Platelet Rich Plasma (PRP)
What is PRP?
Platelets are pieces of blood cells that play a large role in blood clotting. A small amount of blood is drawn from the patient and then prepared to separate and concentrate the platelets from other blood cells, thereby creating a platelet-rich plasma. The PRP is then injected into an injured area of the body. The PRP contains concentrated growth factors released by the platelets that have been shown to promote tissue healing.
Where is PRP injected and why?
Some uses of PRP in the foot and ankle include:
- Injecting PRP into the Achilles tendon, peroneal tendons, and posterior tibial tendon to treat tendinitis
- Injecting PRP into the plantar fascia to treat plantar fasciitis
- Injecting PRP into the ankle or subtalar joint to treat arthritis or an injury to the cartilage
What happens after the injection?
Depending on the area that is injected, immobilization may be necessary for a couple of weeks followed by continuing physical therapy. It may take several months before the maximum benefit of the PRP is seen.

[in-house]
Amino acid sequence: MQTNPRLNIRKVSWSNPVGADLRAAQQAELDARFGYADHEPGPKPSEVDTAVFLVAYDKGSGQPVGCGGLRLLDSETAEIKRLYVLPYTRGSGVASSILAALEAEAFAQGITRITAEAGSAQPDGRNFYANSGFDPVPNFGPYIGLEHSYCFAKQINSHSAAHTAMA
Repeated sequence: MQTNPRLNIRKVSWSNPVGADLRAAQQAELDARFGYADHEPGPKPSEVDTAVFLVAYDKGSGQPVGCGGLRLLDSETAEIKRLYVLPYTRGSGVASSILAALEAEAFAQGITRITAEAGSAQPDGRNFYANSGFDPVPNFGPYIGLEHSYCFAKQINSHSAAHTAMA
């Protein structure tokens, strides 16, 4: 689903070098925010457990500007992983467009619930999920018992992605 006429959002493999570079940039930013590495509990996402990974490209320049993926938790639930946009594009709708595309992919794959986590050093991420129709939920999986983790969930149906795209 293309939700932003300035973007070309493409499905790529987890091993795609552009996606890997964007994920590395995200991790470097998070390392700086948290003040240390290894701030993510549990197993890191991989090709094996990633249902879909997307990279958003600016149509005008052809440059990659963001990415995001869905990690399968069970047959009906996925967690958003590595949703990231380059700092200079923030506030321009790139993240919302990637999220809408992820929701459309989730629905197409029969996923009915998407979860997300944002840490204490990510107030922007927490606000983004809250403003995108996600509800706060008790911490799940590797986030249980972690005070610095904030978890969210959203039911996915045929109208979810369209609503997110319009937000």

What are the potential side effects of a PRP injection?
Side effects are usually minimal but may include:
- Nerve injury
- Pain at the injection site
- Tissue damage
Why isn’t PRP covered by insurance?
PRP is only indicated by the Food and Drug Administration (FDA) for use in the operating room with bone grafting procedures. Although research does support other uses, they are considered “off label” and therefore not covered by insurance companies.